There is value in taking a mental pause after a disruptive event, thought or feeling. The point of pausing is to notice when something is throwing you off-balance, and then grounding yourself in the present moment in your body. This act can allow your mind to start rebalancing, instead of sinking into anxiety, depression, self-recrimination and other negative states.
I’m picturing a surfer riding a rough wave, feeling excited, assured and scared. Holding onto the board for dear life, maybe even falling off and into the wave. But then buoying up and reaching for the board, climbing back on, finding stability again. Resting for a moment in the steadiness before riding the next wave … and the next and the next.
Let’s consider an example of how pausing might work. Imagine that you are mentally castigating yourself after forgetting to pay a credit card bill on time (calling yourself stupid, being angry about having to pay a late charge, being worried that your credit rating is going to be lowered, etc.). At some point, you become aware that your inner critic and worrier are figuratively high fiving each other, pleased to have the opportunity to create chaos in your head. Whoa! You have a busy day ahead and need a positive outlook. This is where pausing can come in handy. You take a series of slow, deep breaths and pay attention to how the breath feels coming into your body and going out. You attend to how the slow, deep breathing relaxes you, soothes you. When your mind drifts (and it will); you just begin again. You might take a few seconds to note the colors of the day out of your window, listen to the sounds around you and sense how you feel as your body comes into contact with external surfaces (the back of your chair, the floor, your hands on the coffee mug, etc.). You may notice other bodily sensations (tension in the shoulders, tightness in your legs, headache, full belly, etc.). There is no need to judge those feelings; you just observe them. With practice, the few minutes you spend pausing can anchor you in the present, aid you in accepting the unbalancing thoughts and feelings for what they are (just passing, impermanent states of mind) and help you not be so overwhelmed or immobilized by them.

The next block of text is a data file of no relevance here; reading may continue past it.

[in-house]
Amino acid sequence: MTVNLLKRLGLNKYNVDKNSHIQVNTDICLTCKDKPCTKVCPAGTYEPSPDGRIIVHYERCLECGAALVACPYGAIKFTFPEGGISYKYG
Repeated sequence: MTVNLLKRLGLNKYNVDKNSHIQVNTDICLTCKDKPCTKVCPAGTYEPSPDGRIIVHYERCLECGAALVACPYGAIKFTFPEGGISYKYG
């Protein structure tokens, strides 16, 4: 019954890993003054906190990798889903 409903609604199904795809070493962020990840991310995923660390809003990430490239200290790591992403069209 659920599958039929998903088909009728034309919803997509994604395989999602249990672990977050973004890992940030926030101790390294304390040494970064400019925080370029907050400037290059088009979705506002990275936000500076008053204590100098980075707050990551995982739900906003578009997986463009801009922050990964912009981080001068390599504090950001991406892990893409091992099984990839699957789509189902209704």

It may be difficult to persist in the practice of pausing if it is not effective at first in helping you mentally rebalance and avoid negative spirals. We encourage you to hang in there! It helps to view learning to pause as a process to be customized to your own needs, rather than as something that either works or doesn’t for you. We are all capable of mentally pausing. But it requires keeping at the practice and periodically re-evaluating and tweaking your specific strategies.
If you want help customizing your practice of pausing and other self-care activities to your circumstances, please reach out to me, Patrick Connelly, at 609-780-3570, for an appointment.